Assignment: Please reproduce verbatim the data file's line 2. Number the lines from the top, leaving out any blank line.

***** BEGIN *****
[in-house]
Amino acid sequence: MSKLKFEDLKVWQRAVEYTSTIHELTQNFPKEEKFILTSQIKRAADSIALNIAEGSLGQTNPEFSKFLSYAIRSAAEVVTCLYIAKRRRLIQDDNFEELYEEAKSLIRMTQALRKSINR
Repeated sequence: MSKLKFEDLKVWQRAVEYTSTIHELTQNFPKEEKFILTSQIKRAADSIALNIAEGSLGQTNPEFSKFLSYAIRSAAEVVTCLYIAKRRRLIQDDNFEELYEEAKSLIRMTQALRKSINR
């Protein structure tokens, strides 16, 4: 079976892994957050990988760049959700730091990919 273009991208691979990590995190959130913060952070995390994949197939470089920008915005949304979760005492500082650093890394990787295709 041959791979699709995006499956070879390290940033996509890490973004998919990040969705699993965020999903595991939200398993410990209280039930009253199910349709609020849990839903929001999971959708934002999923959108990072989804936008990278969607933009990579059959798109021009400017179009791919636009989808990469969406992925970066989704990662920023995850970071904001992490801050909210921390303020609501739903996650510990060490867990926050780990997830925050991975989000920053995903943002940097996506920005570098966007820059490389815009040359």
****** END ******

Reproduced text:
Amino acid sequence: MSKLKFEDLKVWQRAVEYTSTIHELTQNFPKEEKFILTSQIKRAADSIALNIAEGSLGQTNPEFSKFLSYAIRSAAEVVTCLYIAKRRRLIQDDNFEELYEEAKSLIRMTQALRKSINR